Eva is Senior Tenured Scientist at the Spanish Council for Scientific Research (CSIC). She is currently the leader of the Biosystems and Bioprocess Engineering group. She is a physicist who became attracted to biology. Her research in applied systems biology focuses on the mathematical modelling, optimisation, and control of biological systems and bioprocesses, with applications in the food industry. The team has contributed with methods and tools to automate model identification and systematise process optimisation. Currently, they are studying the dynamics of fermentation processes led by single or multiple microbial species.
Kiran is Director of Research at the MRC Toxicology Unit (University of Cambridge, UK). His research interests include architecture and evolution of metabolic networks, especially metabolite exchange in microbial communities. His lab brings together computational (metabolic modelling, bioinformatics, and machine learning) and experimental (microbiomics and metabolomics) approaches to tackle emerging questions in microbial ecosystems.
Marc was for 25 years the Food historian for the Historic Royal Palaces, England, looking at food and dining over the last 1000 years. Most famously the reconstruction of the kitchens of King Henry VIII and the reconstruction and use of the Royal kitchens at Kew Palace. Now a consultant Marc works on food and drink-based research and experimental projects across the world. Working on Colonial brewing and distilling on the East coast US led to his involvement with the project to reconstruct and use a Tudor Brewery to reproduce 16th century beer.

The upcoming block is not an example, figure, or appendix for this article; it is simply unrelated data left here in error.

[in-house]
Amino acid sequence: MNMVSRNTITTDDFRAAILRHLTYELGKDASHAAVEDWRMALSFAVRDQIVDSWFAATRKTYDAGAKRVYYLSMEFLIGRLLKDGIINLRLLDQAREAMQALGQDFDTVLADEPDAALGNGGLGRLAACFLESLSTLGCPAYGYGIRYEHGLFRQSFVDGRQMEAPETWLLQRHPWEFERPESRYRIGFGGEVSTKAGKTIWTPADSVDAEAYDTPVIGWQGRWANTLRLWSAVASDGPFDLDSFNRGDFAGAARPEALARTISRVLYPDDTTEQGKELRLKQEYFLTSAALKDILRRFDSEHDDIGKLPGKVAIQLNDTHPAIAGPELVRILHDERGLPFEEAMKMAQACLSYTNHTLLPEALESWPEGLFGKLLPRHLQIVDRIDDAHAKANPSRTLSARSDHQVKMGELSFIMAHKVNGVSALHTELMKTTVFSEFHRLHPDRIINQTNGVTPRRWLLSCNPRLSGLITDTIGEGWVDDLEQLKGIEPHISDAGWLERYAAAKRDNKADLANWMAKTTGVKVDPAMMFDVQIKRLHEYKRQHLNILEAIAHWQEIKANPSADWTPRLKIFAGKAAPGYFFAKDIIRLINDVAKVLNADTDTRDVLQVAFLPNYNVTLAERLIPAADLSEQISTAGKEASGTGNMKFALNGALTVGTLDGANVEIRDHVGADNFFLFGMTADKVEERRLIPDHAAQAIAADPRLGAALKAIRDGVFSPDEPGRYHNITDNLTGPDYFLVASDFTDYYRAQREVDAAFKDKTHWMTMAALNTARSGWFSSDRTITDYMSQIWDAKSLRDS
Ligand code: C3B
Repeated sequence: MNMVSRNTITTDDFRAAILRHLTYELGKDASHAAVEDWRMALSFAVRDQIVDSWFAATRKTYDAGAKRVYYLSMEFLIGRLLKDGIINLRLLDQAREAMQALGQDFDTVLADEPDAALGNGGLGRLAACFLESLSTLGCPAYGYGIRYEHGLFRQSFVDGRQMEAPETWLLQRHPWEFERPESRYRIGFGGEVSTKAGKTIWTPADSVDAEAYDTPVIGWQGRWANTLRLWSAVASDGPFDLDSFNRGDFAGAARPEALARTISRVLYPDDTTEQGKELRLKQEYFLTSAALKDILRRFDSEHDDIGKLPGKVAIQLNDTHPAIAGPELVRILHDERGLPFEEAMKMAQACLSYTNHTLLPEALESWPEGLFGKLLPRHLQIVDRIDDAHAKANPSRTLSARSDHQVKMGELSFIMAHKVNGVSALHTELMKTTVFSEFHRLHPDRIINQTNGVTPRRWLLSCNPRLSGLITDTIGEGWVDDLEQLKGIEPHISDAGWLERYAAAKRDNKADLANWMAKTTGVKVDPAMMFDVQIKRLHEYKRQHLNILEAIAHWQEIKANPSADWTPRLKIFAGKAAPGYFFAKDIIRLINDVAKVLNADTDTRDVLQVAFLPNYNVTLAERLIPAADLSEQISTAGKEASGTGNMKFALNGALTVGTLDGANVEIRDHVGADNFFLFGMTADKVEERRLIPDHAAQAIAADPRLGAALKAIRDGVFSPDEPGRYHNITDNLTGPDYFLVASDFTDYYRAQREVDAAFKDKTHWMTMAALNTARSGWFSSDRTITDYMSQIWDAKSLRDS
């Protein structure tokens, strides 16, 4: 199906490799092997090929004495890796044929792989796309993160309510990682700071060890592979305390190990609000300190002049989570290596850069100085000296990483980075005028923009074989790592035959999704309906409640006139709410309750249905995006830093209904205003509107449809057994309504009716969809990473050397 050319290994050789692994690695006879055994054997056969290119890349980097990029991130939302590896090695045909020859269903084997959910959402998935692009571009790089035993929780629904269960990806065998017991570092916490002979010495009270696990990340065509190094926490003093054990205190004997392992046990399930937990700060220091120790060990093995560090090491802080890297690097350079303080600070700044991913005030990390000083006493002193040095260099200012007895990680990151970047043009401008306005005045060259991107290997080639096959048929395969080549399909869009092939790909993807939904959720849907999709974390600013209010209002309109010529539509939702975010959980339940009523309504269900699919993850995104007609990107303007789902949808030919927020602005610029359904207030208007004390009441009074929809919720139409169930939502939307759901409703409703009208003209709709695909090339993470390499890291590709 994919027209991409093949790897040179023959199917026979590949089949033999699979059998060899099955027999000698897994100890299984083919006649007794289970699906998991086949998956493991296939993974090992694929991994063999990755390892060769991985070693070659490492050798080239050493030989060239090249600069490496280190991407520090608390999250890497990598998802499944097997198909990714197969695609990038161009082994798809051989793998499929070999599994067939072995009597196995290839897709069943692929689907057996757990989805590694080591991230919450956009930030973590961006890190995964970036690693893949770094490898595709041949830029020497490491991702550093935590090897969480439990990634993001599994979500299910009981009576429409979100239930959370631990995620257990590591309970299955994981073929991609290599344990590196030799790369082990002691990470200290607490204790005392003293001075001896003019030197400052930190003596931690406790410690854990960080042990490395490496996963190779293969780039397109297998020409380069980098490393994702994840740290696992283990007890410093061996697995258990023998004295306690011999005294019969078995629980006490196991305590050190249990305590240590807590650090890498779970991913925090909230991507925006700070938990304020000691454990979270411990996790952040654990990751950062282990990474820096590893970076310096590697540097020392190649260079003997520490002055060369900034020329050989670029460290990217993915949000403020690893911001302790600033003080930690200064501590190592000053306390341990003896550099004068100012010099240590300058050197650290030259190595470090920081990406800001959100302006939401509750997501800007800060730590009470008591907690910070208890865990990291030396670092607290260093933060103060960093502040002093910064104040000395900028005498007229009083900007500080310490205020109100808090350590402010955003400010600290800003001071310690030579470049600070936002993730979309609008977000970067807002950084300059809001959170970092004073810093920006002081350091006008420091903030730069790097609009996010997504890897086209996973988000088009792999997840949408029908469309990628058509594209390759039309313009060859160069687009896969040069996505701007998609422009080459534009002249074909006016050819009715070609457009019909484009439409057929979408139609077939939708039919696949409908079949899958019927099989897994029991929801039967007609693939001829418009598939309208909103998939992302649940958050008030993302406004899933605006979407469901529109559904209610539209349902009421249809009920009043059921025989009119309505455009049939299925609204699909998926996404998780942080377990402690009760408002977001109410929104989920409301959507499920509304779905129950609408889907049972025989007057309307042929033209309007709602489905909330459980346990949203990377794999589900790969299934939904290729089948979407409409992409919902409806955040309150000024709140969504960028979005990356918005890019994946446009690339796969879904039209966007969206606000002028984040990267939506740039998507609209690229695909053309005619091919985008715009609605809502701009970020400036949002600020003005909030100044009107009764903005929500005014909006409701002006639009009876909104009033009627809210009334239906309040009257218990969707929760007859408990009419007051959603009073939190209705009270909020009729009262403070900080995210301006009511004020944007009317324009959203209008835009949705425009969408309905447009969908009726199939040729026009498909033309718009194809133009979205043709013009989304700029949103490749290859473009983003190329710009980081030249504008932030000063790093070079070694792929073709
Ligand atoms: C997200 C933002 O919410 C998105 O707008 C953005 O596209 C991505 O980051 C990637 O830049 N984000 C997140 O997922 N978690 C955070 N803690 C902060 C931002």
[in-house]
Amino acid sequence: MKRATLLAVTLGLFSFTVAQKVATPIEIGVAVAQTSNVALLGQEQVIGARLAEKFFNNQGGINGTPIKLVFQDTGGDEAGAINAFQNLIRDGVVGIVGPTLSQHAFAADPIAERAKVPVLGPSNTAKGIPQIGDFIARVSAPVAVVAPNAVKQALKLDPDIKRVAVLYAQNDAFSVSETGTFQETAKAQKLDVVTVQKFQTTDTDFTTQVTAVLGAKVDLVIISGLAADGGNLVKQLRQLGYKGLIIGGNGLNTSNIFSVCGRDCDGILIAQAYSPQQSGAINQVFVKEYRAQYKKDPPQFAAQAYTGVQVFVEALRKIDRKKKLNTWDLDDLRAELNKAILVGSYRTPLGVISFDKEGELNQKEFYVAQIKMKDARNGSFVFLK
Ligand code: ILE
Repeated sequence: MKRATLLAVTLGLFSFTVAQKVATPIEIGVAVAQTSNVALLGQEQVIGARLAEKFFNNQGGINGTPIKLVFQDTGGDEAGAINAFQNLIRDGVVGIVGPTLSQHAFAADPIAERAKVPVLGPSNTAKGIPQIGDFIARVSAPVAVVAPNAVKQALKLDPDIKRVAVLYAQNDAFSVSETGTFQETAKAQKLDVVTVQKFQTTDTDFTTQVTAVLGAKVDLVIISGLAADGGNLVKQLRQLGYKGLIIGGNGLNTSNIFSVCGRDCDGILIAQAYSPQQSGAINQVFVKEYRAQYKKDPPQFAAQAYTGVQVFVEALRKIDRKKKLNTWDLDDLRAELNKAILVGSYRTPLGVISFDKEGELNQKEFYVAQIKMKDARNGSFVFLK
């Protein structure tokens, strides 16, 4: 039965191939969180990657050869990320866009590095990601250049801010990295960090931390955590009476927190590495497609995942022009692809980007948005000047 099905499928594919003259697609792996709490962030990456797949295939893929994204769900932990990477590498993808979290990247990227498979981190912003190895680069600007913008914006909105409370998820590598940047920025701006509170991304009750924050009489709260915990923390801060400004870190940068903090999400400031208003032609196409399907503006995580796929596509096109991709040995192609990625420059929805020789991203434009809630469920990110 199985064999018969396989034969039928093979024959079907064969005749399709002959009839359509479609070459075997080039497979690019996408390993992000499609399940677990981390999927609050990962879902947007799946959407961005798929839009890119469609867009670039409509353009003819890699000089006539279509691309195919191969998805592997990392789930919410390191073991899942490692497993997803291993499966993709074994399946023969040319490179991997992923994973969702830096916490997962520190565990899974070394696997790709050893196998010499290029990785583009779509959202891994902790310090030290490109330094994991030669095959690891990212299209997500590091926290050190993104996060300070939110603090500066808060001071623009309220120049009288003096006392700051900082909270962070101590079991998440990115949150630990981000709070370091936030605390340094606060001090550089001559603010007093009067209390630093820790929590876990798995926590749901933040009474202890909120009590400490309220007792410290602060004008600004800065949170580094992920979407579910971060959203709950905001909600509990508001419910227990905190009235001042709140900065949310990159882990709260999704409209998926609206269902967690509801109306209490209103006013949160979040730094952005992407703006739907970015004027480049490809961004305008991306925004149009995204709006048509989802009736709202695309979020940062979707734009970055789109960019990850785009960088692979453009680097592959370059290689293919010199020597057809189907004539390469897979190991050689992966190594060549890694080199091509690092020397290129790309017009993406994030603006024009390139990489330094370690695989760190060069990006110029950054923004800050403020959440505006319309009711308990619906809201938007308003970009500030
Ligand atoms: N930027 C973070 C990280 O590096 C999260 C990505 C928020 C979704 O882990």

Hyun Ah Kang
Hyun Ah is a Professor in the Department of Life Science at Chung-Ang University in Korea, where she directs a laboratory of Molecular Systems Biology. Her research interest is the understanding of basic principles of life process in various yeast species with biotechnological potential through “Multi-Omics” technologies to obtain comprehensive information that is applicable to the development of industrial yeasts producing next-generation therapeutic proteins and high-value metabolites. Moreover, via the integration with functional glycomics, her additional research aim is to elucidate the mechanism of glycan-based host-pathogen interaction in yeast infection. She currently serves as an editor of FEMS Yeast Research.
Eveline is an Associate Professor at the Department of Bioengineering Sciences at VUB in Brussels, Belgium, where she leads a research group on synthetic and molecular microbiology. Diverse research lines are focused on the engineering of microbial cell factories for biobased and sustainable production of chemicals and materials. Since 2017, the group is involved in an interdisciplinary research consortium that studies the use of filamentous fungi for mycelium-based material applications. Eveline is currently also chair of the Board of Directors of the FEMS-affiliated Belgian Society for Microbiology.